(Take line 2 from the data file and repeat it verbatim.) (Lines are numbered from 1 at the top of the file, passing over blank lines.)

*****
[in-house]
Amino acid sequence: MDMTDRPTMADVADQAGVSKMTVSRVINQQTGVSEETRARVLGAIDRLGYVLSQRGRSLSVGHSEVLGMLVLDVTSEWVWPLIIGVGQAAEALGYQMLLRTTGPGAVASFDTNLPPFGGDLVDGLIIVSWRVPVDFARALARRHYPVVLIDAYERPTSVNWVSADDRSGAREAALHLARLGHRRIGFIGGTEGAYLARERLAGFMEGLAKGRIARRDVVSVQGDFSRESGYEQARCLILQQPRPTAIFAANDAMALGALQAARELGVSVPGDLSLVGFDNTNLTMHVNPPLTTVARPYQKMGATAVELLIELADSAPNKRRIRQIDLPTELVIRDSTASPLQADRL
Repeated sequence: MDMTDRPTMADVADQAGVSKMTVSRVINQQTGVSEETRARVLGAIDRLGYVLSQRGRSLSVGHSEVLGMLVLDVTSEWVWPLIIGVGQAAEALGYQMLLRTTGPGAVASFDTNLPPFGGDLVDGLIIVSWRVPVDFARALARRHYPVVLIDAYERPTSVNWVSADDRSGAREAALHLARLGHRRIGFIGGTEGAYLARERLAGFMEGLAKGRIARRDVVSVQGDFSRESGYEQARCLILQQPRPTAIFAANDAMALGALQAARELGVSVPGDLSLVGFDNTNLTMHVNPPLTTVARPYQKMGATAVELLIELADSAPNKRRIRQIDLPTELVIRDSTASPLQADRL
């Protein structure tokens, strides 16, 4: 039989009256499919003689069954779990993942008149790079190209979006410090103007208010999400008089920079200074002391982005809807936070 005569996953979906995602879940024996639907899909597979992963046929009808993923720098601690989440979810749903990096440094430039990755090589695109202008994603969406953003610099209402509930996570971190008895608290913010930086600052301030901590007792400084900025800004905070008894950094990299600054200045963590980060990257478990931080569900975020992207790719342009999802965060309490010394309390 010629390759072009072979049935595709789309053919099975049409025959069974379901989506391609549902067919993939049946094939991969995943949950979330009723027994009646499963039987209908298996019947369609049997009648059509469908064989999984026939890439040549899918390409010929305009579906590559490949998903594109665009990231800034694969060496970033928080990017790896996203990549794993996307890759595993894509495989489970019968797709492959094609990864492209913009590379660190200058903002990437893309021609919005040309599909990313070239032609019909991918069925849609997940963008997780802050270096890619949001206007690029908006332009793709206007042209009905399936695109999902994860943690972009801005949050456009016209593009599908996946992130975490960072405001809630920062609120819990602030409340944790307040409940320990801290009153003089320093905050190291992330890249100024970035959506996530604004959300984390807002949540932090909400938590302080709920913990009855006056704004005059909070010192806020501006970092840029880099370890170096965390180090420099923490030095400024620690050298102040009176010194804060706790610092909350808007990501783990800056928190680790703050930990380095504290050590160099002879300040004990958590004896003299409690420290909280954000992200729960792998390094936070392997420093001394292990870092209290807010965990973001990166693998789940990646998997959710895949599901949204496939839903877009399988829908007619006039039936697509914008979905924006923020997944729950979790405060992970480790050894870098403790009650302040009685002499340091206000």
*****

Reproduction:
Amino acid sequence: MDMTDRPTMADVADQAGVSKMTVSRVINQQTGVSEETRARVLGAIDRLGYVLSQRGRSLSVGHSEVLGMLVLDVTSEWVWPLIIGVGQAAEALGYQMLLRTTGPGAVASFDTNLPPFGGDLVDGLIIVSWRVPVDFARALARRHYPVVLIDAYERPTSVNWVSADDRSGAREAALHLARLGHRRIGFIGGTEGAYLARERLAGFMEGLAKGRIARRDVVSVQGDFSRESGYEQARCLILQQPRPTAIFAANDAMALGALQAARELGVSVPGDLSLVGFDNTNLTMHVNPPLTTVARPYQKMGATAVELLIELADSAPNKRRIRQIDLPTELVIRDSTASPLQADRL